Friday, February 28, 2014

Tom Sawyer, American classic

With great relief many of us are turning the calendars to March. 

February in a large part of the country poured on winter like few of us have experienced before. There's no pretense at sadness at we put the present month into the record book.

If you thrive on winter reading this was the year to do it. You were smart (or clairvoyant) if you collected a stack of books early in the season. You had all the time in the world this winter to plow through them.

If you had titles with text which mesmerized you might not have lifted your head from your books all winter long. 

You may actually have missed some of the frightful weather (or forecasts), so lost you were in the entertainment of your selected seasonal companions.

The books I put together for winter reading have seen me through.There are only a few chapters in a couple books still to do.

Tom Sawyer was the latest book from out of my winter stack to be completed.

It's satisfying to be on target with your reading goals. This book made the cutoff date with less than a week to go. It was finished before spring (as meteorologists determine spring, which is March 1).

The first and only read of Tom Sawyer I recall was as a student. It may have been classroom assigned reading or it fell in with books picked up, like now, to read out of curiosity or interest or from being recommended. 

I read books in those younger days like folks eat corn on the cob. One munch leads to another. You keep moving along the row and it's all so good and you never stop and you don't look up until you reach for another.

But that's all so long ago. One never quite reads in the same way as when you're young.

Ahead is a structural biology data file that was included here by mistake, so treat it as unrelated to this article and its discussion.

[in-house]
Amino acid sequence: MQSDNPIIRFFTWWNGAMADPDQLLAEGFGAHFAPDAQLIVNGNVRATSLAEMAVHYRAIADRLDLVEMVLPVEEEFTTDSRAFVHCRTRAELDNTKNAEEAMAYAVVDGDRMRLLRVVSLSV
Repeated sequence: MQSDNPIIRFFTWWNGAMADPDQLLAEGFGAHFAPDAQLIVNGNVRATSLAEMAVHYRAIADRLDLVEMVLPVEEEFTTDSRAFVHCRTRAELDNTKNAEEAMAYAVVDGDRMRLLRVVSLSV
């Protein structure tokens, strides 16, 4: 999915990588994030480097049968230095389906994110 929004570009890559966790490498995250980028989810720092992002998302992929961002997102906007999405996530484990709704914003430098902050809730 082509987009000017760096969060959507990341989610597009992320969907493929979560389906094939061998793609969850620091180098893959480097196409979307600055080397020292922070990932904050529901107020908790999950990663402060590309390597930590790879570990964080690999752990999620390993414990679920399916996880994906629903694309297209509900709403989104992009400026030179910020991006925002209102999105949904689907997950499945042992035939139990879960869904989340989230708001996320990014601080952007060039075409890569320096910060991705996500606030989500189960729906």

My single recalled incident from the original reading of the book is of Tom Sawyer finagling his friends to paint the fence for him.

The fence painting was the job  his Aunt Polly (his dead mother's sister) set for him as a task to punish him for incorrigibility of behavior. 

Tom Sawyer cleverly got his friends to do the work by pretense. He made it look an enviable thing to be whitewashing the board fence. 

The other kids itched to have a go of it. Reluctant in appearance, but rejoicing all the while, he let each have their turn. 

The painting got done quickly with ample help and our hero had back his Saturday holiday.

"Here's a manipulator." My juvenile mind was swift to sort the title character by personality and mode of operation. My mental picture of Tom Sawyer in all the years since is of that fence painting scene.

Tom Sawyer updated himself through my current reading of the book. Yes, he has his moments of glory using cagey methods. He gets by with some of them.

If he does stop to reason the next step he's about to take there's usually cunning behind his decision. He doesn't mind bending the rules or veracity itself to advance his own end. Tom Sawyer has his interests at heart.